Danielle Reece-Greenhalgh writing on the impending legislation set to combat online child exploitation.
The Serious Crime Act 2015 came into force on March 3, 2015; an Act of Parliament which sought to amend and progress a plethora of criminal offences, from computer misuse to Female Genital Mutilation. One aspect of considerable importance is found buried deep within the legislation in s.67; the new offence of “sexual communication with a child”.
This offence was not originally brought into force with the rest of the Act – instead, It has been sitting on the statute books for the past two years, with no real explanation by the Ministry of Justice as to why. Children’s charities have understandably been keen to see this offence added to the armoury of investigators and prosecutors, who are increasingly dealing with child exploitation initiated online. In the flurry of activity currently surrounding the status of sexual offence trials, Justice Secretary Liz Truss announced last week that s.67 would finally become a reality from September of this year.
The offence applies to any individual aged 18 or over (A), who intentionally communicates with a person under the age of 16 (B) without reasonable belief that B is 16 or over. The nature of the communication must be either “sexual” or “intended to encourage B to make (whether to A or another) a communication that is sexual”.
As is the case with most sexual offences, “sexual” remains undefined by the legislation, save that a communication will be held to be so if “any part of it relates to sexual activity” on an objective analysis. Another significant element of the offence is that A must have carried out the communication for the purpose of obtaining sexual gratification. This will inevitably be determined by the context provided in the communication logs.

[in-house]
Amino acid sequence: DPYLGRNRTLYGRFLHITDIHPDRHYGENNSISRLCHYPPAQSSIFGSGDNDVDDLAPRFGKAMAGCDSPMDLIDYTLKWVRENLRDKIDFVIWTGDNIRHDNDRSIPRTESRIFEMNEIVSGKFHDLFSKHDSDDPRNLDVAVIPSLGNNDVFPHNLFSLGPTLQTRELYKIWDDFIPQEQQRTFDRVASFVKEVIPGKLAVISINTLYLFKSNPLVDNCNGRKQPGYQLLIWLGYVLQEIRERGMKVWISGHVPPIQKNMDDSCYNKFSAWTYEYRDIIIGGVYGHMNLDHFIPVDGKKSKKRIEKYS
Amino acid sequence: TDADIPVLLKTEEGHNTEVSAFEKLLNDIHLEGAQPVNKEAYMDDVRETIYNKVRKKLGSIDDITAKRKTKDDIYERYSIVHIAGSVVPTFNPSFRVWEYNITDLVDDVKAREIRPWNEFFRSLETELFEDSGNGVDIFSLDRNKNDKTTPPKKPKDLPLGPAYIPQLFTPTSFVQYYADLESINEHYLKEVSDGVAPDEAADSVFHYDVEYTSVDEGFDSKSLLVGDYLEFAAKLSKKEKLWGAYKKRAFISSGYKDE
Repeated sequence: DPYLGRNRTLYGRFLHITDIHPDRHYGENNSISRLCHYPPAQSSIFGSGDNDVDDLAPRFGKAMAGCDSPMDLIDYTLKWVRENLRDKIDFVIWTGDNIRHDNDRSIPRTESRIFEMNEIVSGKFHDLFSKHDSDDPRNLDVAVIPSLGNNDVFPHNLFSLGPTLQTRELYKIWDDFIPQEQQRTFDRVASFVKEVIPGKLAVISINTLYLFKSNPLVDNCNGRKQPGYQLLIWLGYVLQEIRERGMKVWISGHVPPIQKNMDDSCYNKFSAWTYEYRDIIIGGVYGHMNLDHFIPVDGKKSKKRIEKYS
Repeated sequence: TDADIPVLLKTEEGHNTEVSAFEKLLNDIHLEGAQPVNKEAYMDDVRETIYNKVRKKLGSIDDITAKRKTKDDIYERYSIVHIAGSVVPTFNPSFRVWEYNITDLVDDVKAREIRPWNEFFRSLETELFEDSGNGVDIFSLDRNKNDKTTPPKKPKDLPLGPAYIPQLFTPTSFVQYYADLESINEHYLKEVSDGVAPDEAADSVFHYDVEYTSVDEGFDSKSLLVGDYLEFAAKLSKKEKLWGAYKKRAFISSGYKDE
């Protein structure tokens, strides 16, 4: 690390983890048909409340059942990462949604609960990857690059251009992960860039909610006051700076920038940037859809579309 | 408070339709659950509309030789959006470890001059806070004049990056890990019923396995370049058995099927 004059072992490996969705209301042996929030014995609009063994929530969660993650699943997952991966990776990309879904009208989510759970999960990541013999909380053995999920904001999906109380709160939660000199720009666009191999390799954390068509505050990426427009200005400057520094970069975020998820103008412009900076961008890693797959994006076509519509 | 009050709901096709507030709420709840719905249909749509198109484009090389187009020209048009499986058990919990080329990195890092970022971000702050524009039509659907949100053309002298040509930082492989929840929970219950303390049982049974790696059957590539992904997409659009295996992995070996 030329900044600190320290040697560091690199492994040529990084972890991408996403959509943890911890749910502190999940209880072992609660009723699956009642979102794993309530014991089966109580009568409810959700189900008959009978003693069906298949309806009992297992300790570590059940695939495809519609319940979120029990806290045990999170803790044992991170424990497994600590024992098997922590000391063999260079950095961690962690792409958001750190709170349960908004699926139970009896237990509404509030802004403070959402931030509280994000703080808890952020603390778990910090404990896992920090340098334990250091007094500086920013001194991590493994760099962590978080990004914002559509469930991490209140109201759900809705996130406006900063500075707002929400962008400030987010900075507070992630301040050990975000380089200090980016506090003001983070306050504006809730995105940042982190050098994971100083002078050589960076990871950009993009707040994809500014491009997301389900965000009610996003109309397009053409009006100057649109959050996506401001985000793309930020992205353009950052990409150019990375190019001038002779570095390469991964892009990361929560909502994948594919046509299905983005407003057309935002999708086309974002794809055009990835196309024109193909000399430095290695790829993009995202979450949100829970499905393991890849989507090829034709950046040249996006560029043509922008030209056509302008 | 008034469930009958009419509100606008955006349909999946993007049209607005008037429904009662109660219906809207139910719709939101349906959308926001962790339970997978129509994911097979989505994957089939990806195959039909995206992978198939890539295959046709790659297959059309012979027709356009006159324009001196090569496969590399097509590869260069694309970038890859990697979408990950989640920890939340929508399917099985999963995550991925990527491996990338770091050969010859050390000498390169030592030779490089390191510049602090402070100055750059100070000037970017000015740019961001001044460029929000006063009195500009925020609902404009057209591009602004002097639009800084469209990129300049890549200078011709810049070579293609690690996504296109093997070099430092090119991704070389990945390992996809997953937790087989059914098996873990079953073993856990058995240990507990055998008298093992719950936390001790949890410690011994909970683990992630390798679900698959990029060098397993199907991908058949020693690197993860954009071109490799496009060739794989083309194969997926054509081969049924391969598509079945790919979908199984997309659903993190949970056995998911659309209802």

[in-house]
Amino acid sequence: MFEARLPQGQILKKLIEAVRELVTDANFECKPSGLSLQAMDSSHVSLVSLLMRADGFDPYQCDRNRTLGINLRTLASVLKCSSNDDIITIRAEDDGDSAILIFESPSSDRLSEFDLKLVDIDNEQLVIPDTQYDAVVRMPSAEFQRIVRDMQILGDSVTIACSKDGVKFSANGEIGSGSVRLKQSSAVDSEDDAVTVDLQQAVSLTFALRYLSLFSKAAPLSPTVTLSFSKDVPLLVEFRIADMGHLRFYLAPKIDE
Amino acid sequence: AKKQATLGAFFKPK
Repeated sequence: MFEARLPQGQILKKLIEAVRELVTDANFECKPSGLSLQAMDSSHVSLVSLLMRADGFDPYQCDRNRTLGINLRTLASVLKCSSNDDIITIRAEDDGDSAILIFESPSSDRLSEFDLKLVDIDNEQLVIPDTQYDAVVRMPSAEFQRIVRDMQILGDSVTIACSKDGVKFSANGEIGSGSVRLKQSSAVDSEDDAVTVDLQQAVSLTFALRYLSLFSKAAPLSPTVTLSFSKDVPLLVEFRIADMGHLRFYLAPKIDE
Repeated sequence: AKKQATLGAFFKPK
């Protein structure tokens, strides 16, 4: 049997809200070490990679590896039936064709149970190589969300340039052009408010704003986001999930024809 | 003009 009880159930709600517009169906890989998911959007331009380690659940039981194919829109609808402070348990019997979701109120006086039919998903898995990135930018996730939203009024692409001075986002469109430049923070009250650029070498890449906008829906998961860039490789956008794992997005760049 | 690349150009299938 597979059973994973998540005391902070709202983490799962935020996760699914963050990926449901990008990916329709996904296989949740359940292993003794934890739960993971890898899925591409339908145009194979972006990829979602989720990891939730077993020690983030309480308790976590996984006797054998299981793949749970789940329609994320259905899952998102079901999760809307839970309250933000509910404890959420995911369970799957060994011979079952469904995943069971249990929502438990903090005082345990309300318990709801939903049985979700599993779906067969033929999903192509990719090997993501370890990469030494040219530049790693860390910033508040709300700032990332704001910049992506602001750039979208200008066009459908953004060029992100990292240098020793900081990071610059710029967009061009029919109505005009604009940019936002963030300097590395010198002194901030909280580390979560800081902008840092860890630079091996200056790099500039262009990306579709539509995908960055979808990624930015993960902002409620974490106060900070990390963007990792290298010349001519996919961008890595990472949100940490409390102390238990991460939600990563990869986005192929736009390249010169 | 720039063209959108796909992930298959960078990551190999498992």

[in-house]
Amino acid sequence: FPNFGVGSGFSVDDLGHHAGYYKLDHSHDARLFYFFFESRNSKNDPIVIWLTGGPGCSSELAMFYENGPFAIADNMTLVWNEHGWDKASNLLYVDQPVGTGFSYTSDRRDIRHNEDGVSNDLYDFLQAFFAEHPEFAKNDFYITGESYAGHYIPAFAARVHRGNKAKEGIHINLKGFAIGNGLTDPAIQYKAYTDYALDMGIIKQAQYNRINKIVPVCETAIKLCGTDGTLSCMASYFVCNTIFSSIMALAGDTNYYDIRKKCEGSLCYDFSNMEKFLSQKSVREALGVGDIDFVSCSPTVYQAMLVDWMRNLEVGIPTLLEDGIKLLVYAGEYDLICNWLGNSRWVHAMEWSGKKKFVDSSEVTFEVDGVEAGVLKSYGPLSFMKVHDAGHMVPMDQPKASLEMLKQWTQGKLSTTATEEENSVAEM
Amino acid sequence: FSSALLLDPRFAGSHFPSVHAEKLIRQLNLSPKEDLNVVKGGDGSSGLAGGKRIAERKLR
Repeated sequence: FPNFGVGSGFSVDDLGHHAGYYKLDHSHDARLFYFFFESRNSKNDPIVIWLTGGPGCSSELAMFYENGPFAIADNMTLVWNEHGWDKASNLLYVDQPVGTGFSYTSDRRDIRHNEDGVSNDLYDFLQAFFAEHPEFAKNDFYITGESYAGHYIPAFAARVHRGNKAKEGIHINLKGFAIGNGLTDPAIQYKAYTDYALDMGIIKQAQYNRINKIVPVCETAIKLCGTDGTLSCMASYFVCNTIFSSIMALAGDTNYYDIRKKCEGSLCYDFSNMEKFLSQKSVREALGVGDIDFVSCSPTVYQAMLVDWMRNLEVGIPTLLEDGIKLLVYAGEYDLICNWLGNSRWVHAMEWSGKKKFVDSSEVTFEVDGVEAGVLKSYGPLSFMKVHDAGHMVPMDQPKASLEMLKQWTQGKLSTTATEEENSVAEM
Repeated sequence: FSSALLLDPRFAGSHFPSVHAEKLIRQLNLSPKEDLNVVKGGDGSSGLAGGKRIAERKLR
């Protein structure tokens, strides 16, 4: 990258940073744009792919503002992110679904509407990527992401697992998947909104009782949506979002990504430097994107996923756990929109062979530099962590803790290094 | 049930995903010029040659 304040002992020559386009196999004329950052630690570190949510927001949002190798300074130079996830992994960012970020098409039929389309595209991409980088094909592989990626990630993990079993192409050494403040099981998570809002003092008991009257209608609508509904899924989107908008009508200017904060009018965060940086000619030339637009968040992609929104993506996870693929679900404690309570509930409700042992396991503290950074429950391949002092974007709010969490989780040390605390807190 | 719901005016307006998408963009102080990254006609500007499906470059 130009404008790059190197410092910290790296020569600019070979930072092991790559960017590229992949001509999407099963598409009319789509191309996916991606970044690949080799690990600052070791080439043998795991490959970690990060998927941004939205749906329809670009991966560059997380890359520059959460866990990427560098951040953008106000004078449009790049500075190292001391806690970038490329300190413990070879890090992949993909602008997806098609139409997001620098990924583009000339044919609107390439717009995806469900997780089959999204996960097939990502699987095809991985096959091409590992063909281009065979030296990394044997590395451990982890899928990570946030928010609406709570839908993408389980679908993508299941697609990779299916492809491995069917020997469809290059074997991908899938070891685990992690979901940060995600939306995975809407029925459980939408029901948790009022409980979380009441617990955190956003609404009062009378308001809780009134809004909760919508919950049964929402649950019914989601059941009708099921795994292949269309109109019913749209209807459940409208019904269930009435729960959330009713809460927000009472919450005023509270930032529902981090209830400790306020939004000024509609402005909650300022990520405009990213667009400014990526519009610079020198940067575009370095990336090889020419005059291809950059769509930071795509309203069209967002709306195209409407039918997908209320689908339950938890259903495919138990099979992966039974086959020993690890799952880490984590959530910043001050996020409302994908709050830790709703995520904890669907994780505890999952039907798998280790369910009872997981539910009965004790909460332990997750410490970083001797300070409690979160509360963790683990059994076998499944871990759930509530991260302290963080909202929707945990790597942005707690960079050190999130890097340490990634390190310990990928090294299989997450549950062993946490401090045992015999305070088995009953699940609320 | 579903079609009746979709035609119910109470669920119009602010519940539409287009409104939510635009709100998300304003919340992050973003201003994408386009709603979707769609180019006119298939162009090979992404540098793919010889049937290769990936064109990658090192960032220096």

The current law dictates that if an adult (over 18) sends an electronic communication to a person under the age of 16, which is of a sexual nature, they can be prosecuted under s.127 of the Communications Act 2003 if it is deemed that the communication was “grossly offensive or indecent.” They may also be liable under s.8 of the Sexual Offences Act 2003 (SOA 2003) for causing or inciting a child under the age of 13 to engage in non-penetrative sexual activity.
“Sexual activity”, for the purposes of s.8, can be held to be capable of covering conversations conducted via text message, as ruled by the Court of Appeal in R. v. Broughton  EWCA Crim 566. However, the monumental gap in this legislation, namely that the child must actually engage in the reciprocal sexual activity, is precisely what s.67 is designed to fill.
It is notable, and indeed commendable, that s.67 confines its reach to communications sent by adults. This limitation was the subject of considerable debate during the Commons Committee stages, with some being keen to punish the actions of teenagers between 16 and 18 who sought to exploit those much younger than themselves. However, the legislation sensibly follows the guidance of the NSPCC and other advisory charities, who warn of the dangers of criminalising teenagers who explore sexual communication and development with each other through virtual media.